Toluene exposure at work can cause a lot of side effects. Toluene is a volatile type of solvent. It has no color, can be burned, and aromatic. It is a natural component of crude oil and is a by-product when making gasoline and other fuels. This substance has a lot of uses as a solvent for thinner, glue, paint, lacquer, nail polish remover, and correction fluid. It is also used in making prints and in the processes involved tanning leather. It is widely available, inexpensive, and can easily be concealed. Hence, some places in the country have restricted selling of these substances to minors.
The medical field has not claimed any medical use for this substance. It is usually misused because of the strong effects on users. Recreational use of this substance is typical among young teenagers since it is widely available, low-cost, and not illegal.
Strength and purity
Solvents in a lot of industrial and commercially marketed products are typically combined. The individual who regularly sniffs solvents is frequently exposed to other substances aside from toluene. In work settings, unanticipated continual exposure to toluene can happen. Occupational Safety and Health Administration (OSHA) assert that in the work setting of eight hours per day, they recommend only up to 200 ppm of exposure in workplace air.
Psychologically, the effects of exposure to toluene include lightheadedness, feelings of euphoria and grandiose, floating, sleepiness, inability to focus, slowed reaction, inaccurate perception of time and location, confused state, malaise, loss of memory, as well as hallucinations and delusions.
Physically, exposure to toluene includes irritation to eyes, nose, and throat, involuntary eye movement, headache, and inaudible speech. Exposure also results to lack of voluntary coordination of movement, unsteady gait, color vision damage, nausea and vomiting. Worst effects are respiratory depression, severe organ damage, coma, and death.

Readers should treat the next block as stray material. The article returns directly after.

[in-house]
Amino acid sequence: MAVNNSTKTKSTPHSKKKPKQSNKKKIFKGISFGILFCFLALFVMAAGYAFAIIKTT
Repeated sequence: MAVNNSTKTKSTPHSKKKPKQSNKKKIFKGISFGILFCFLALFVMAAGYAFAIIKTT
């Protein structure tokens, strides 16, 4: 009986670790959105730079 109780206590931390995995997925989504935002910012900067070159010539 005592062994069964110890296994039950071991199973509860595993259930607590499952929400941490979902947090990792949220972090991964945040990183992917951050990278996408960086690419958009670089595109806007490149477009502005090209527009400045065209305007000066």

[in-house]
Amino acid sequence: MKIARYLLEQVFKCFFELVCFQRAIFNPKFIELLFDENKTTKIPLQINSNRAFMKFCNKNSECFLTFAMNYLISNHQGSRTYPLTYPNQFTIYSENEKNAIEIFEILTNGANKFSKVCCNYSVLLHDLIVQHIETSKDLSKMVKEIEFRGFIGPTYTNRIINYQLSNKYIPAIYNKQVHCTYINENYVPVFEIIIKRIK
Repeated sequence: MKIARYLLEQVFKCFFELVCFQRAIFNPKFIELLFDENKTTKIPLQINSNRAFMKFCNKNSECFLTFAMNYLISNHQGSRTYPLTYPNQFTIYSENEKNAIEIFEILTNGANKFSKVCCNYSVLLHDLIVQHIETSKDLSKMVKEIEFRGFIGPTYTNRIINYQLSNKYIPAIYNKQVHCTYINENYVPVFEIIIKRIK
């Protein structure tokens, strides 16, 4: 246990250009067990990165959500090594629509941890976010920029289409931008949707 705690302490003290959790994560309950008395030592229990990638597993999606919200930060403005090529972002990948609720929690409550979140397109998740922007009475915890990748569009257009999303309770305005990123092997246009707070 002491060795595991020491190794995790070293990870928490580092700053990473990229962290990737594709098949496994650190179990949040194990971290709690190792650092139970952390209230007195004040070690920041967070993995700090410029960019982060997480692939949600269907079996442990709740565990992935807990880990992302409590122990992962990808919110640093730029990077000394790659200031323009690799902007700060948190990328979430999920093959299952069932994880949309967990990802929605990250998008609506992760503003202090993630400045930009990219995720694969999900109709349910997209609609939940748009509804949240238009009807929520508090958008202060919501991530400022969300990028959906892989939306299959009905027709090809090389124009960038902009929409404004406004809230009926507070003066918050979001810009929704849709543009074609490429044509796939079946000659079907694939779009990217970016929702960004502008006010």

Too much exposure to toluene has effects concentrated on the central nervous system. Short term overexposure symptoms can wane within hours out of exposure. However, similar to ingestion of alcohol, the symptoms can also elevate one’s possibility of meeting road accident or while operating machinery. For severe cases, comatose and death can occur. Extremely high concentrations of toluene can cause very severe symptoms that are life threatening. Contact of the substance on skin may cause rashes and to the eyes may cause damage to it. Hence, it is vital to don goggles and protective clothing when using this substance.
Business or company owners ought to provide safety measures to avoid exposure to this toxic substance. If it is not possible to evade from exposure, the employers should make certain this is regulated. They are supposed to create a workplace setting that is properly ventilated and workers are given protective garment or equipment such as goggles, clothing, and protective gear so as not to inhale the toxic substance in the air, among others. Specialized precautionary measures are needed when the work is done within an area that is enclosed. Employers need to keep an eye on the exposure of employees and educate them in dealing with this type of solvent. The exposure limit provided by UK is fifty parts per million during an eight-hour work shift in a day. There should be specified rules in place aimed to secure the health of employees and prevent them from exposure to toxic chemicals and other substances at work.